HPV Vaccine for Boys
More than 150 related viruses are considered to be human papillomavirus (HPV). Different types of HPV cause different problems. Some of the HPV types that are sexually transmitted are known to cause cancer in women, including cervical, vaginal, and vulvar cancers. In men, some HPV types can cause penile cancer. And some HPV types can cause head and neck cancers. Genital warts are also caused by the HPV virus.
Today, two HPV vaccines can protect against certain types of HPV. At first, they were recommended for girls and young women, but one of the vaccines has also been approved for use in boys and young men.
About the HPV vaccine
The two FDA-approved vaccines are Gardasil and Cervarix. Each is given in 3 doses over the course of 6 months. Both work against two types of HPV- types 16 and 18. These 2 types are responsible for about 70% of cervical cancers. Gardasil also protects against two types of HPV (6 and 11) known to cause the vast majority of genital warts. Of the two vaccines, only Gardasil is approved for use in boys and young men.
Benefits of vaccinating boys
Because men can become infected with HPV, boys can benefit from getting the Gardasil vaccine. It can prevent genital warts in males as well as in females. It may also protect men from anal, penile, and head and neck cancers. And although males are not at risk for cervical cancer, they can transmit HPV to their partners. Vaccinating boys and young men may help reduce the rate of infection and, as a result, the rate of cervical cancer.
It's recommended that Gardasil be given before the first sexual contact--before a young man has been infected with HPV. Because the virus does not always produce noticeable symptoms, it's hard to know whether infection has occurred, making the effectiveness of the vaccine uncertain once a person has become sexually active.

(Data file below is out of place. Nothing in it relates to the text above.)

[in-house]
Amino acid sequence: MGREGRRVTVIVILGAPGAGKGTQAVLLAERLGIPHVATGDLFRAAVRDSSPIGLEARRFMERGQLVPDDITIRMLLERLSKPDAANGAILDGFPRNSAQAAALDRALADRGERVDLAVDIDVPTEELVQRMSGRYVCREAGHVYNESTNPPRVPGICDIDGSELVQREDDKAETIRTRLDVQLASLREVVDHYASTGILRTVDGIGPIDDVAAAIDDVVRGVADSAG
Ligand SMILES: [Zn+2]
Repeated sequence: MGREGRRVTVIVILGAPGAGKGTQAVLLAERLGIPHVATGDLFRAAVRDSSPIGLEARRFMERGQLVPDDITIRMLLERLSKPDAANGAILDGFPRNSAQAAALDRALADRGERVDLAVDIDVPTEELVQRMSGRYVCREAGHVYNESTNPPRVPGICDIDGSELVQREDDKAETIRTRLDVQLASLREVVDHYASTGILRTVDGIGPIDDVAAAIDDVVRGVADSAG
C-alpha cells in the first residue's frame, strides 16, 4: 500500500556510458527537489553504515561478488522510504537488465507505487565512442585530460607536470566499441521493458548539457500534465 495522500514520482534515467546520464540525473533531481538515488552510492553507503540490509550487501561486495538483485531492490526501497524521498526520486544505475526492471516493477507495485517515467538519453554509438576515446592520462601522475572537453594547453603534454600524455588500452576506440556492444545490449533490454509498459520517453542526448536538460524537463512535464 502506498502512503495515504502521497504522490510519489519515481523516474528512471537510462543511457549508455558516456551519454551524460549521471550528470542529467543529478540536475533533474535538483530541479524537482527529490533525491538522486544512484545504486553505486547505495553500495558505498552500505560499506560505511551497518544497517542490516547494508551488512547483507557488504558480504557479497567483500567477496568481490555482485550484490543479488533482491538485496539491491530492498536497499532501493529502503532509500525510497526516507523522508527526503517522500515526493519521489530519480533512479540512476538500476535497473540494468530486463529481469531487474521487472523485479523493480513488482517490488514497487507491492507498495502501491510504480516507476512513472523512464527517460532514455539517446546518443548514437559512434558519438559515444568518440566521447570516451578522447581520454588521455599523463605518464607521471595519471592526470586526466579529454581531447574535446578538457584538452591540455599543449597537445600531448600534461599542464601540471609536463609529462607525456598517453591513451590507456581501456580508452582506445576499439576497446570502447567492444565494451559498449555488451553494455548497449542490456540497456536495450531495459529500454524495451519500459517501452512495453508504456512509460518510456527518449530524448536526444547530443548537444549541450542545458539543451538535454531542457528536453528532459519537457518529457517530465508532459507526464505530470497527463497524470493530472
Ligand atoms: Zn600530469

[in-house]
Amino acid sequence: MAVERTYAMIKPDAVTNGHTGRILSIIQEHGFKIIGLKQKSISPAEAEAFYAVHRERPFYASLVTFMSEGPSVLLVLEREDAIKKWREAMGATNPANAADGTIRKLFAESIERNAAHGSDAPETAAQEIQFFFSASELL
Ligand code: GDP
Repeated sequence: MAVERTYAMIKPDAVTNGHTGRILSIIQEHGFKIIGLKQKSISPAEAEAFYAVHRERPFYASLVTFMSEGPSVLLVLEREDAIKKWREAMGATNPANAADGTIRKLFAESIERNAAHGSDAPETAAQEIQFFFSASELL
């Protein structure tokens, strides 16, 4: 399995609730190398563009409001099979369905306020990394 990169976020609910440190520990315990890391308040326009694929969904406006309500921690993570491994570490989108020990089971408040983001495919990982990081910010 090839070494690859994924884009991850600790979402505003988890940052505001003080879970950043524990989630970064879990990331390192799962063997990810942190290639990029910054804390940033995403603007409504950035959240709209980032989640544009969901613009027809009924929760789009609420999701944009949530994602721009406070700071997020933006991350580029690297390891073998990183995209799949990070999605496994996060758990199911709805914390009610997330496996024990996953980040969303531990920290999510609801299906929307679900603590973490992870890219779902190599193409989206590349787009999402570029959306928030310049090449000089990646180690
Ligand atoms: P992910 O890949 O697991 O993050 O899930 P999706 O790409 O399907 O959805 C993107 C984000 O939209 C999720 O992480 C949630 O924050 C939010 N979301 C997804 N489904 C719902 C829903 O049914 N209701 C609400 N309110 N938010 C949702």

Safety of the HPV vaccines
The HPV vaccines were carefully tested before they were approved for use. The vaccines are considered safe and have not caused any serious side effects or complications. Some mild side effects may occur. These include nausea, fever, dizziness, and tenderness at the injection site.
When should the vaccine be given?
The Gardasil vaccine is approved for boys and men who are between 9 and 26 years old. It is recommended for use to help prevent warts but not yet as a way to prevent HPV-related cancers. By giving the vaccine at a younger age, boys have more time to develop antibodies to HPV before they become sexually active.
How the vaccines are given
Both HPV vaccines are given in 3 doses. After the first shot is given, the second shot follows 1 to 2 months later. The third and final shot should be given six months after the date of the first dose.
Deciding to get the Gardasil vaccine
Parents of young boys should discuss the HPV vaccine with their sons' doctor and decide if it's something they want to do. Parents may also want to check with their insurance provider to see if Gardasil is covered.